With eye on China, EU maps out de-risking, economic security strategies

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The European Union wants to retain its industrial edge and competitiveness in a world shifting more to digital and green products, but has found itself worryingly dependent on others, particularly China for critical minerals.

As geopolitical tensions rise, after Russia’s invasion of Ukraine and with a U.S.-China standoff, risk is a key word for the 27-nation bloc’s economic policy as it ponders how to guarantee supply chains and how widely to share technology.

EU leaders will discuss these topics at their summit on Friday.

DE-RISKING

The bloc wants to limit its dependency for certain strategic products, particularly those required for its green transition such as lithium used in electric vehicle batteries or rare earths found in wind turbine magnets.

China now processes nearly 90% of rare earth elements and 60% of lithium globally.

The European Union wants instead to boost domestic extraction, recycling and processing of critical raw material needs by 2030 and ensure no third countries provide more than 65% of any one key mineral.

The EU repeats that de-risking does not mean decoupling from China, but says it has learned a tough lesson from relying on Russia for natural gas and then being cut off after Russia’s 2022 invasion of Ukraine.

EU wariness towards China has grown due to Beijing’s subsequent closer ties with Moscow. At the same time, the EU’s trade deficit with China has widened to 400 billion euros ($420 billion), double the level of five years ago.

China now requires exporters to secure licences to ship some gallium and germanium products used to make semiconductors.

EU also relied on China during the COVID pandemic for protective equipment and now for medicines and pharmaceutical raw materials.

ECONOMIC SECURITY STRATEGY

A reassessment of risk due to rising geopolitical tensions is also a key part of the European Economic Security Strategy unveiled in June.

The strategy focuses on risks to supply chain resilience, physical and cyber security of critical infrastructure, technology security and leakage and weaponisation of economic dependencies or economic coercion.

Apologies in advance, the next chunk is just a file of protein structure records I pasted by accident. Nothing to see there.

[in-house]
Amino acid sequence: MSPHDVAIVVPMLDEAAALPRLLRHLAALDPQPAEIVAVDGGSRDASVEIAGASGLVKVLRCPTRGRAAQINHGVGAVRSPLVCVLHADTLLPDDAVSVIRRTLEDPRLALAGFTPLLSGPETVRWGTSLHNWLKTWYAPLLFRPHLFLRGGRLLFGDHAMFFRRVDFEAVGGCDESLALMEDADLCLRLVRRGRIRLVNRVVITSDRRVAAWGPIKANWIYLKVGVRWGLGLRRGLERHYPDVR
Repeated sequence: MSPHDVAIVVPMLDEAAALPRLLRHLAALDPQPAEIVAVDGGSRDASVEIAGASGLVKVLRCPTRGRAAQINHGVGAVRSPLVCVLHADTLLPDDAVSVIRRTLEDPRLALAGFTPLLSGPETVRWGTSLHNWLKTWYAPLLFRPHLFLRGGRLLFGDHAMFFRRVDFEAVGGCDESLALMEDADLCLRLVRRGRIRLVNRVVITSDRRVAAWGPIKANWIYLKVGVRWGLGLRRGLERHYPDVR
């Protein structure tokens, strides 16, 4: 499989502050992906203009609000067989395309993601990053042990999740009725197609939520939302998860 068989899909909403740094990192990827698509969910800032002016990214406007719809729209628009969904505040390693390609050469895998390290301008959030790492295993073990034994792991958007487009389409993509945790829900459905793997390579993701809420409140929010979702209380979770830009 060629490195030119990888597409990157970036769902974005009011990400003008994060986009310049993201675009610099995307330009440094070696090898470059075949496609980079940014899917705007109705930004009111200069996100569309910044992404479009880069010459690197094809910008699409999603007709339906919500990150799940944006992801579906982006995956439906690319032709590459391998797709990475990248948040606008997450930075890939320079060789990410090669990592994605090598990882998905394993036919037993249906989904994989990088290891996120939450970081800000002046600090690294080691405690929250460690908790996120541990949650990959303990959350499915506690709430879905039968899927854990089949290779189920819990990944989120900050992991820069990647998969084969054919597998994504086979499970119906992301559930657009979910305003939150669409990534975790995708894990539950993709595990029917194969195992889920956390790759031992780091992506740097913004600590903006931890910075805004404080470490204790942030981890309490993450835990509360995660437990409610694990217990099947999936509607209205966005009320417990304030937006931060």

The European Commission has proposed carrying out risk assessments of these areas. To mitigate risks, the EU might invest to boost its own competitiveness or forge partnerships with a broad range of countries.

It can also opt for protective measures, including the Anti-Coercion Instrument cleared by lawmakers on Tuesday or impose controls on exports or investments in third countries.

The Commission has recommended assessments for a list of four technologies – advanced semiconductors, artificial intelligence, quantum and biotechnology. It has pointed to potential risks that they are put to military use or used in human rights abuses by “countries of concern”.

The EU executive stresses the assessments will be “country agnostic”. However, while the economic strategy does not name China, it talks of partnering with link-minded countries and de-risking, its policy of reducing reliance on China.

The assessments should be completed by the end of the year. The Commission could then propose measures, such as on outbound investment.

The Commission may also propose in early 2024 assessing a further six technology fields – including in energy, robotics and space.

The economic strategy also envisages a review of a now patchy screening system for foreign investments in the EU, a proposal to make export controls more effective and measures to improve research security.

The strategy will involve a delicate balancing act for the Commission because national security is a competence of the EU’s 27 individual members.

While most recognise the need for a harmonised strategy, particularly because the EU has a common trade policy, many are reluctant to transfer power to Brussels.

The Commission, which oversees EU trade policy, has said the strategy, including the assessments, will be carried out with EU governments.

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